As the deadline for Elon Musk’s Twitter acquisition looms, the billionaire has released a statement to “Twitter Advertisers,” letting them know why he has chosen to go through so much trouble to take over the social media company.

On Wednesday, the New York Times released a piece on the Tesla and SpaceX CEO, labeling him a “geopolitical chaos agent” for simply wanting to promote free speech in America.

The Times attacked Musk for leaving chaos in his wake as he pursues the acquisition of Twitter. They wrote, “While plenty of billionaire executives like to tweet their 2c on world affairs, none can come close to Mr. Musk’s influence and ability to cause trouble. He has waded into situations even after he was advised not to, and has left behind plenty of messes.”

The following day, just one day before Musk is expected to close the $44 billion deal with Twitter, he posted a message written to the advertisers on Twitter explaining and defending his actions as of late:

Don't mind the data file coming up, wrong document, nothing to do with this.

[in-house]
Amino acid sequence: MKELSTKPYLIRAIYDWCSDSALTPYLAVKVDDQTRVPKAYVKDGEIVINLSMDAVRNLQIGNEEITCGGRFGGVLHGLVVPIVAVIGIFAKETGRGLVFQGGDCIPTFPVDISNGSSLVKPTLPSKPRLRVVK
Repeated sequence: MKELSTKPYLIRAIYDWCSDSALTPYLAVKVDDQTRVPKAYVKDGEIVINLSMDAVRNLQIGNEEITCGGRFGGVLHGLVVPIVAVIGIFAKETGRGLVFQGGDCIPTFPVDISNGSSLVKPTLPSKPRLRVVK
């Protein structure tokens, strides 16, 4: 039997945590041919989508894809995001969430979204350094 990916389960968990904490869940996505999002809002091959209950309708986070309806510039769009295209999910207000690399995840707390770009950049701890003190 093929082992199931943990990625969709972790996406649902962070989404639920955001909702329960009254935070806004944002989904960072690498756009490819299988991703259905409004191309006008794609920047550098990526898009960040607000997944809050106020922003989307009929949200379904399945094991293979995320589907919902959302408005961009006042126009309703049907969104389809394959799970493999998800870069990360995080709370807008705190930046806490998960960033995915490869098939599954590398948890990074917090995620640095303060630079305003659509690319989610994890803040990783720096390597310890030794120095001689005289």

“I wanted to reach out personally to share my motivation in acquiring Twitter. There has been much speculation about why I bought Twitter and what I think about advertising. Most of it has been wrong. 

The reason I acquired Twitter is because it is important to the future of civilization to have a common digital town square, where a wide range of beliefs can be debated in a healthy manner, without resorting to violence. There is currently great danger that social media will splinter into far right wing and far left wing echo chambers that generate more hate and divide our society. 

In the relentless pursuit of clicks, much of traditional media has fueled and catered to those polarized extremes, as they believe that is what brings in the money, but, in doing so, the opportunity for dialogue is lost. 

That is why I bought Twitter. I didn’t do it because it would be easy. I didn’t do it to make more money. I did it to try to help humanity, whom I love. And I do so with humility, recognizing that failure in pursuing this goal, despite our best efforts, is a very real possibility.

That said, Twitter obviously cannot become a free-for-all hellscape, where anything can be said with no consequences! In addition to adhering to the laws of the land, our platforms must be warm and welcoming to all, where you can choose your desired experience according to your preferences, just as you can choose, for example, to see movies or play video games ranging from all ages to mature.”

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